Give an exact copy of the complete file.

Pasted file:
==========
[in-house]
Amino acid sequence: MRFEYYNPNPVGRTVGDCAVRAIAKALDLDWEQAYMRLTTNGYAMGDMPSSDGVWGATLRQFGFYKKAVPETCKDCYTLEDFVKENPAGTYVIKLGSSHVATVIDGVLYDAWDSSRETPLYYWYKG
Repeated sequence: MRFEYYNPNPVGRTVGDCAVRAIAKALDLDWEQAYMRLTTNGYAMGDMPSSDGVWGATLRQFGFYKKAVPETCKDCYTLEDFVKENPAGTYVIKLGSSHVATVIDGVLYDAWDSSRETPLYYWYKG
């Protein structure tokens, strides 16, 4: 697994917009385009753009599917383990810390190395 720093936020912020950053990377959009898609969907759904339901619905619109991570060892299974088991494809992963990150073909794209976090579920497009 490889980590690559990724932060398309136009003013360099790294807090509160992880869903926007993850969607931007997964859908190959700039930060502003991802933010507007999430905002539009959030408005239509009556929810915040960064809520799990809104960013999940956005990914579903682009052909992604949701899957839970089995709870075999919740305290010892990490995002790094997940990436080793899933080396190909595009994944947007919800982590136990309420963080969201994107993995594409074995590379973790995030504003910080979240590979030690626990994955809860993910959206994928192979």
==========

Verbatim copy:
[in-house]
Amino acid sequence: MRFEYYNPNPVGRTVGDCAVRAIAKALDLDWEQAYMRLTTNGYAMGDMPSSDGVWGATLRQFGFYKKAVPETCKDCYTLEDFVKENPAGTYVIKLGSSHVATVIDGVLYDAWDSSRETPLYYWYKG
Repeated sequence: MRFEYYNPNPVGRTVGDCAVRAIAKALDLDWEQAYMRLTTNGYAMGDMPSSDGVWGATLRQFGFYKKAVPETCKDCYTLEDFVKENPAGTYVIKLGSSHVATVIDGVLYDAWDSSRETPLYYWYKG
């Protein structure tokens, strides 16, 4: 697994917009385009753009599917383990810390190395 720093936020912020950053990377959009898609969907759904339901619905619109991570060892299974088991494809992963990150073909794209976090579920497009 490889980590690559990724932060398309136009003013360099790294807090509160992880869903926007993850969607931007997964859908190959700039930060502003991802933010507007999430905002539009959030408005239509009556929810915040960064809520799990809104960013999940956005990914579903682009052909992604949701899957839970089995709870075999919740305290010892990490995002790094997940990436080793899933080396190909595009994944947007919800982590136990309420963080969201994107993995594409074995590379973790995030504003910080979240590979030690626990994955809860993910959206994928192979």